Cort and Yamaha are two brands you will see in guitar shops all the time, and both have a good reputation for making good quality instruments.
They both produce acoustic and electric guitars at various levels, and you may be on the fence when it comes to choosing the guitar with the best quality and sound.
Yamaha have a much wider range of acoustic guitars than Cort, and can give you more options when looking for your perfect guitar. That doesn’t mean Cort are worse as a brand, and they have a few models that have rivaled Yamaha for popularity.
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Is Yamaha More Popular than Cort?
Yamaha started producing guitars in 1940 and later Cort in 1973, giving Yamaha a huge foothold in the guitar world before Cort even started.
Even today that trend has continued, and as one forum commenter said – you could walk into five-guitar shops and would realize that four out of the five shops have more Yamaha guitars on sale than Cort.
Shops stock more of some guitar brands than others, usually because of the popularity of those brands – after all, they need sales to make profits.
So if you’re seeing more Yamaha’s hanging on a few guitar shop walls, it’s a good sign that they are generally more popular than Cort.
Does Yamaha Make Higher Quality Acoustic Guitars than Cort?
So we can see that Yamaha is generally more popular than Cort when it comes to sales numbers; but does that mean that Yamaha has better guitars, or is it the other way around?
First, I’ll take you through a few direct guitar comparisons side-by-side, and then look at how well each guitar plays, along with body sizes & shapes, and neck profiles of each brand.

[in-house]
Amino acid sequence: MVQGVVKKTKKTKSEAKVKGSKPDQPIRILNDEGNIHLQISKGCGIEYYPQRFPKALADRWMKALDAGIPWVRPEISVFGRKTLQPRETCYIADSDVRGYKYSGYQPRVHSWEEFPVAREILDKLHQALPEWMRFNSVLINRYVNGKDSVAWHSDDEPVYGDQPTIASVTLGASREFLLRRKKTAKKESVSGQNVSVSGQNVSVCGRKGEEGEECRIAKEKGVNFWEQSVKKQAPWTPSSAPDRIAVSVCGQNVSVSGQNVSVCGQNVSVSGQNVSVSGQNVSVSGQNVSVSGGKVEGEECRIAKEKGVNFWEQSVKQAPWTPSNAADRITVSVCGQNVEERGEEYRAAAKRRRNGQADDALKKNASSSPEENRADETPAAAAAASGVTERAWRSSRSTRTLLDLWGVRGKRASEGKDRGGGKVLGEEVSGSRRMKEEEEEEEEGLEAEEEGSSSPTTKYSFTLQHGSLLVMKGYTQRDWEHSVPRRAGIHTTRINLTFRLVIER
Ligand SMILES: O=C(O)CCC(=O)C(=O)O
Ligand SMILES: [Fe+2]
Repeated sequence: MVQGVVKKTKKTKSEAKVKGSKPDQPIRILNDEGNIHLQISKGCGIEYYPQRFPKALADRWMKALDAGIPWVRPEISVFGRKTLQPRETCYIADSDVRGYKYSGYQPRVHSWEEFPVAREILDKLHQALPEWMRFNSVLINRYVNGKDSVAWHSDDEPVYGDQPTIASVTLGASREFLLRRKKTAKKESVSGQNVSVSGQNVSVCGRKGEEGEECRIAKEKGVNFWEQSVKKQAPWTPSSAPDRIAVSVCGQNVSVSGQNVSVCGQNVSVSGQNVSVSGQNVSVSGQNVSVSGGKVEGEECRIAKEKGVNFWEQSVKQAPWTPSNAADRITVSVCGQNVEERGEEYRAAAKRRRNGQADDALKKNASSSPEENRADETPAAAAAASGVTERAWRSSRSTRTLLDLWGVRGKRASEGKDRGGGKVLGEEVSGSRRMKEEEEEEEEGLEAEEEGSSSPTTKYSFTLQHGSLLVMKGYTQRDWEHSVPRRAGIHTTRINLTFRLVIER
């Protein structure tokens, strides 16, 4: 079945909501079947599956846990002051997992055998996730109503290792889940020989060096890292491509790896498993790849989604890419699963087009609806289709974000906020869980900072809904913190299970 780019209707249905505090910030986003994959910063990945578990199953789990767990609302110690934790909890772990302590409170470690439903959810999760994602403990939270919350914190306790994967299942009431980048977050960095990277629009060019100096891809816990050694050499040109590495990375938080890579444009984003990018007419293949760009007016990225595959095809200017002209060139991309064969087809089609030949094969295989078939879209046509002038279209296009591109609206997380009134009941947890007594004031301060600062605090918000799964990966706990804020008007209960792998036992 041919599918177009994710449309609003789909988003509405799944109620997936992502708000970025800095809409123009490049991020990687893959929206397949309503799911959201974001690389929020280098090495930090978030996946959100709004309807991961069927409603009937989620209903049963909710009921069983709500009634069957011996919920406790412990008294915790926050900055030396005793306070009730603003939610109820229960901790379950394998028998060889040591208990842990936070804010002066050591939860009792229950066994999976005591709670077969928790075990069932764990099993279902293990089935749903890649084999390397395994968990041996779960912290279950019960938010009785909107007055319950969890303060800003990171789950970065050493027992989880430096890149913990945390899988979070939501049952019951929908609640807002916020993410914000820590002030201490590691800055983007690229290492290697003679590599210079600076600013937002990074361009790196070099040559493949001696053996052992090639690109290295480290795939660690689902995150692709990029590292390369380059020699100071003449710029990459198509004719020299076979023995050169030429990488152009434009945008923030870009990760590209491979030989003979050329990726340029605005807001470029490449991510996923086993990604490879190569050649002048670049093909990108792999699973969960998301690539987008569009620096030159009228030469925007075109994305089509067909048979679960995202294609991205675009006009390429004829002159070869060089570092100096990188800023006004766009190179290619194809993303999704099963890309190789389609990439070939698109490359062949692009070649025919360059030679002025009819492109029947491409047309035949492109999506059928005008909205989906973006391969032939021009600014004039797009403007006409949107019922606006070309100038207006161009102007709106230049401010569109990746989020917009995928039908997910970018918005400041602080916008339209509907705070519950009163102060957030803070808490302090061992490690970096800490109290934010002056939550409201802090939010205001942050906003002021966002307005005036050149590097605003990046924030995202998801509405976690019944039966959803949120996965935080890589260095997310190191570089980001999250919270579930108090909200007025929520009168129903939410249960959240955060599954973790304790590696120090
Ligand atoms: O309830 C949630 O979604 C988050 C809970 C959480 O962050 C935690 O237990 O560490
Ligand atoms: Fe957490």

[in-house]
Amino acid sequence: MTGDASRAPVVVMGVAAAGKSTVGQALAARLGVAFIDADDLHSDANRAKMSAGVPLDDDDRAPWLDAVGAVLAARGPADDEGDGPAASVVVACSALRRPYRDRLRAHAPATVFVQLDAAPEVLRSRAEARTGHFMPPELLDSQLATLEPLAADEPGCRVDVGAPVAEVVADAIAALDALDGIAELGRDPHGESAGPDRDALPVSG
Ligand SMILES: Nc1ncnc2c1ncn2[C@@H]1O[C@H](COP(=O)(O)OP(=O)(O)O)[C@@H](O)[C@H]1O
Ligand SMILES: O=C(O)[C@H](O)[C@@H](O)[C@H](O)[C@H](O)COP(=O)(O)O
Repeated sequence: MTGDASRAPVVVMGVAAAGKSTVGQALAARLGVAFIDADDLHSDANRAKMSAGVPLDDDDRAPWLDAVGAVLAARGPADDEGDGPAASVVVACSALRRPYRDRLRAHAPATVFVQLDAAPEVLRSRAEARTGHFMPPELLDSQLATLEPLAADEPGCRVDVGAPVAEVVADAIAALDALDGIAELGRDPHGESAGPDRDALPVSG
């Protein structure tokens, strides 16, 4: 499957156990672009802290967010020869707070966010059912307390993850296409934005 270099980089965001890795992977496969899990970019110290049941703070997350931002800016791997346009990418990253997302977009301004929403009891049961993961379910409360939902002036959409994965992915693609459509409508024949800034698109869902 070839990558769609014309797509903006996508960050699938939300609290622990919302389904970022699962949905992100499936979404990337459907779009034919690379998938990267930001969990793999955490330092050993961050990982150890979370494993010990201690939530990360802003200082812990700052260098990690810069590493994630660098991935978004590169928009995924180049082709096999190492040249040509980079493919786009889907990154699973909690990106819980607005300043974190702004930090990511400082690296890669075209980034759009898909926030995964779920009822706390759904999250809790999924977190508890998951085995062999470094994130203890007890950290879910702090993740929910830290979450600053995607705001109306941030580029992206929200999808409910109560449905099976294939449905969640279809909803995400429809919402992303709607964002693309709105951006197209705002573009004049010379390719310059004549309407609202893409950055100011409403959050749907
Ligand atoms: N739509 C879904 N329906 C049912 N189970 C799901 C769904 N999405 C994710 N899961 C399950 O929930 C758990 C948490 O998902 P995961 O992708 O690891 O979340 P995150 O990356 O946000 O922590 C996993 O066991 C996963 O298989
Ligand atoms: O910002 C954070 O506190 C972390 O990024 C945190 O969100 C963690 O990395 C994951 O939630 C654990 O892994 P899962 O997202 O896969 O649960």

Cort Standard Series vs Yamaha F325D Dreadnought Acoustic
These are two guitars around the same price point, and are well suited to beginners due to their sturdy build quality, and laminated tops which make them more resistant to knocks and bumps, as well as changes in humidity.
|Cort Standard Series||Yamaha F325D|
|Concert body||Dreadnought body|
|Laminated Spruce top||Laminated Spruce top|
|Mahogany Body||Merit back & sides|
|Mahogany neck||Nato neck|
|Merbau fretboard||Rosewood fretboard|
|Price guide $180||Price guide $170|
People often comment on entry-level Cort’s saying they are well built, and the Standard Series is no exception – especially at such a low price. That being said, Yamaha have built a reputation for quality even down to their base level of guitars, and so I would have to say that these two guitars are a match for quality.
You can play both fingerstyle and strumming on these guitars. Though some argue you will be more comfortable using the Cort Standard given that it has a smaller and easier to handle concert body.
As far as tuning goes, you will find that both guitars will go out of tune a little after some playing or changes in temperature, and this largely comes down to the same entry-level tuners and plastic nut on these models.
Really, these two guitars are much of the same quality, not surprising for the low price, and your choice will more depend if you feel more comfortable with a smaller concert body, or larger dreadnought body guitar to get started on.
Cort Earth 100 vs Yamaha FG800
Both guitar brands are a popular choice for beginner players and have quite similar features.
|Cort Earth 100 NS Acoustic||Yamaha FG800 Acoustic|
|Solid Sitka spruce top||Solid spruce top|
|Mahogany back and sides||Nato back and sides|
|Mahogany neck||Nato neck|
|Rosewood fretboard||Rosewood fretboard|
|Scale 25.3″(643mm)||Scale 25.6″ (650mm)|
|Price guide $255||Price guide $220|